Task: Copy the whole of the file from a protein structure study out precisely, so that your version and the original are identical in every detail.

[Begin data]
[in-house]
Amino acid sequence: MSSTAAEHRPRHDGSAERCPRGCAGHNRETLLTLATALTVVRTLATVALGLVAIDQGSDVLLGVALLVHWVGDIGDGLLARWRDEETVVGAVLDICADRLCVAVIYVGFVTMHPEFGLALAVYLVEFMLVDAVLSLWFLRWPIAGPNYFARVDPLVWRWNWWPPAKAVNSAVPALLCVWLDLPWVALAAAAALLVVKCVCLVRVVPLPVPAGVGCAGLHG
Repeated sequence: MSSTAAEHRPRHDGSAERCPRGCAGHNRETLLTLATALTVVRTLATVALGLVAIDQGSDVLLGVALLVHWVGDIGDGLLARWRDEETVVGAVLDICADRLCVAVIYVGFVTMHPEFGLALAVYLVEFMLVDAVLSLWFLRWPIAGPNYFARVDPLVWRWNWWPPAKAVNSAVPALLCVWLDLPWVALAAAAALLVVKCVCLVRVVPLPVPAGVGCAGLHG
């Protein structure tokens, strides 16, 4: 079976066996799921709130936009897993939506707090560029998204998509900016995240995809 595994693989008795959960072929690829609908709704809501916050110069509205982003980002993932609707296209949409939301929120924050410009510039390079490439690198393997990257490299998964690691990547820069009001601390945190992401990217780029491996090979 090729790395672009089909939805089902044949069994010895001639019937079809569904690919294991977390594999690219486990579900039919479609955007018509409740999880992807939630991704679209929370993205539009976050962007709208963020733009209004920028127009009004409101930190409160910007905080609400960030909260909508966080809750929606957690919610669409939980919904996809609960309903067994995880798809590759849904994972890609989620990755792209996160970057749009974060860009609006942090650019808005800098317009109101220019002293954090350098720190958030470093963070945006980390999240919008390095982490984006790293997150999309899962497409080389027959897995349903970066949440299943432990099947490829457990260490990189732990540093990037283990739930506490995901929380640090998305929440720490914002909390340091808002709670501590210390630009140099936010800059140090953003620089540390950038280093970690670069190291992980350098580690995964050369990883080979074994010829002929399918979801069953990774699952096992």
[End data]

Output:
[in-house]
Amino acid sequence: MSSTAAEHRPRHDGSAERCPRGCAGHNRETLLTLATALTVVRTLATVALGLVAIDQGSDVLLGVALLVHWVGDIGDGLLARWRDEETVVGAVLDICADRLCVAVIYVGFVTMHPEFGLALAVYLVEFMLVDAVLSLWFLRWPIAGPNYFARVDPLVWRWNWWPPAKAVNSAVPALLCVWLDLPWVALAAAAALLVVKCVCLVRVVPLPVPAGVGCAGLHG
Repeated sequence: MSSTAAEHRPRHDGSAERCPRGCAGHNRETLLTLATALTVVRTLATVALGLVAIDQGSDVLLGVALLVHWVGDIGDGLLARWRDEETVVGAVLDICADRLCVAVIYVGFVTMHPEFGLALAVYLVEFMLVDAVLSLWFLRWPIAGPNYFARVDPLVWRWNWWPPAKAVNSAVPALLCVWLDLPWVALAAAAALLVVKCVCLVRVVPLPVPAGVGCAGLHG
């Protein structure tokens, strides 16, 4: 079976066996799921709130936009897993939506707090560029998204998509900016995240995809 595994693989008795959960072929690829609908709704809501916050110069509205982003980002993932609707296209949409939301929120924050410009510039390079490439690198393997990257490299998964690691990547820069009001601390945190992401990217780029491996090979 090729790395672009089909939805089902044949069994010895001639019937079809569904690919294991977390594999690219486990579900039919479609955007018509409740999880992807939630991704679209929370993205539009976050962007709208963020733009209004920028127009009004409101930190409160910007905080609400960030909260909508966080809750929606957690919610669409939980919904996809609960309903067994995880798809590759849904994972890609989620990755792209996160970057749009974060860009609006942090650019808005800098317009109101220019002293954090350098720190958030470093963070945006980390999240919008390095982490984006790293997150999309899962497409080389027959897995349903970066949440299943432990099947490829457990260490990189732990540093990037283990739930506490995901929380640090998305929440720490914002909390340091808002709670501590210390630009140099936010800059140090953003620089540390950038280093970690670069190291992980350098580690995964050369990883080979074994010829002929399918979801069953990774699952096992």